Windows Wish List, Part 2

More things I wish Microsoft would do for the next version of Windows:
 
8. Make the UI properly responsive
Windows should visually respond to every user action in a near-immediate manner.  Today it doesn’t do that.  Examples:
 
  • User clicks "start" button to pop up the start menu, then hovers over an item that is supposed to invoke a fly-out menu… but nothing happens (not even an hourglass cursor to indicate "system is busy") for several seconds while Windows goes and reads stuff from disk to build up the fly-out menu’s contents.
  • User hits CTL-ALT-DEL on Windows Vista to invoke the "secure desktop" screen for locking their PC… but nothing happens (again, not even an hourglass cursor) for several seconds while the system… well… does whatever the hell it’s doing.  (Side note: why should this take any longer than it did in XP?  Is this supposed to be an improvement?)
  • Some background service (say, periodic virus scanning) initiates some kind of memory-hungry operation, which runs the machine out of physical memory, so Windows starts madly thrashing the hard disk as it pages memory out to disk.  Now the entire system becomes unbearably slow and unresponsive.  The poor user doesn’t understand why, because no visible indication is given anywhere on-screen to let them know that the system is out of physical RAM and bottlenecked on pending hard-disk operations.
  • Users are utterly dependent now (without realizing it) on listening for the sound of hard-disk activity, or looking at the hard drive’s activity light on the front of their PC, to figure out when the system is unresponsive due to disk bottlenecks, because Windows gives absolutely no helpful on-screen indicators to that effect.  Try using a heavily-taxed machine with little RAM via Remote Desktop sometime and you’ll see how confusing it is when the UI stalls and you have no hard-disk feedback.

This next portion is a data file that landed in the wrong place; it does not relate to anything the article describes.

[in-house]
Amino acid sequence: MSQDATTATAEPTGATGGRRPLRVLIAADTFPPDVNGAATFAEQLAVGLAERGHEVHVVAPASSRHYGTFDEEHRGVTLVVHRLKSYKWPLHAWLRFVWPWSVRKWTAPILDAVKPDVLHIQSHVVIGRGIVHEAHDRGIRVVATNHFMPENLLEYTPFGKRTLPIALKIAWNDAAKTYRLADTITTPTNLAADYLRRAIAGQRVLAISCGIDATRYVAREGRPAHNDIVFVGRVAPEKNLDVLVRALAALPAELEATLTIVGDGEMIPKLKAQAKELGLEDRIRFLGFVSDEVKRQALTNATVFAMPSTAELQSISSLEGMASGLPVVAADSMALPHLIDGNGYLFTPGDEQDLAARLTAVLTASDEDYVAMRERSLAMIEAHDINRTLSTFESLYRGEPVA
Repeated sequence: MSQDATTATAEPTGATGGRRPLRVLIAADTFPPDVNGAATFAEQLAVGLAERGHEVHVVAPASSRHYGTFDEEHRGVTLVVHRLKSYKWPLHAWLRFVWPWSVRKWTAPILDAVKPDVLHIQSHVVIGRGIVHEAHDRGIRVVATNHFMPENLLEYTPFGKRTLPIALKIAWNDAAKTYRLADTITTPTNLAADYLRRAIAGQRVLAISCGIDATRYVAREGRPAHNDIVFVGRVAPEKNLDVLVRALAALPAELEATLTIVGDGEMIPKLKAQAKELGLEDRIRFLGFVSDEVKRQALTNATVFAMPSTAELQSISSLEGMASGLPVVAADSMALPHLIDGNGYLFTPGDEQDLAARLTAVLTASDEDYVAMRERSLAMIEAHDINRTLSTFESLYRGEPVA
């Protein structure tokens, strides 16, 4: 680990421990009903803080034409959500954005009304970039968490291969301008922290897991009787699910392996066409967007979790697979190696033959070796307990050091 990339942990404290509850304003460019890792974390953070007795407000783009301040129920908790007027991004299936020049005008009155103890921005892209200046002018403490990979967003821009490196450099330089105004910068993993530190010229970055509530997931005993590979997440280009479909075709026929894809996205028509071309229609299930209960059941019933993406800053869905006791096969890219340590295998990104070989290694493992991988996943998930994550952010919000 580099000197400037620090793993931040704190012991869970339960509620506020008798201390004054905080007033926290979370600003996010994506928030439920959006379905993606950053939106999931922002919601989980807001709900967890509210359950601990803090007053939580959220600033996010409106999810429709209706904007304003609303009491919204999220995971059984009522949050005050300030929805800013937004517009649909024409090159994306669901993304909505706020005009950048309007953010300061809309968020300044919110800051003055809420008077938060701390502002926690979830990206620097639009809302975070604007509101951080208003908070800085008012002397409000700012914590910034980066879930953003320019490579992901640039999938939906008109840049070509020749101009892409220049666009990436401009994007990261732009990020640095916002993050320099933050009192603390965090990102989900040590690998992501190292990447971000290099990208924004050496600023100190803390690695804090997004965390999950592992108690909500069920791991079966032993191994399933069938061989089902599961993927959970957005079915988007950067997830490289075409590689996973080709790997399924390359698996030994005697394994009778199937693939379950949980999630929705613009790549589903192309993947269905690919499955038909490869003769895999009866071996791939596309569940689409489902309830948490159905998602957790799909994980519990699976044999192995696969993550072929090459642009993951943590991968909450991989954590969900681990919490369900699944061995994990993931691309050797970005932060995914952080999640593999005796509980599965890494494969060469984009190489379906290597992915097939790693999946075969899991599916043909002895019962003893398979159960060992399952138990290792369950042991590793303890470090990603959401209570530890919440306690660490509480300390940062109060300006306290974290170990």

• Some stupid programmer neglected to add a DoWaitCursor() call in their code, or invoke any kind of "please wait…" dialog, before launching into some cpu-intensive algorithm that will take several minutes to complete.  Furthermore, they neglected to write their program using multiple threads, so the program UI completely hangs while the lengthy operation is in progress.

All of these scenarios and more must be fixed in a single, global way, enforced at a technical level by Windows.  If Windows doesn’t enforce it in a technical way, and instead Microsoft leaves it up to each application programmer to "do the right thing" in their own program code, then this will never get fixed, because application programmers are fundamentally disinterested in shouldering that work.  The API for Windows UI programming should be completely thrown out and replaced with a new model in which it is impossible for any application UI to NOT be properly multi-threaded and responsive.  And Windows should automatically detect (within 1 second at most) when an application has become bottlenecked by any hardware resource (cpu, disk, network, etc) and automatically invoke a wait cursor or a helpful dialog within the application that explains what the hell the program is stuck doing — thus taking the responsibility for providing such feedback off the shoulders of programmers everywhere.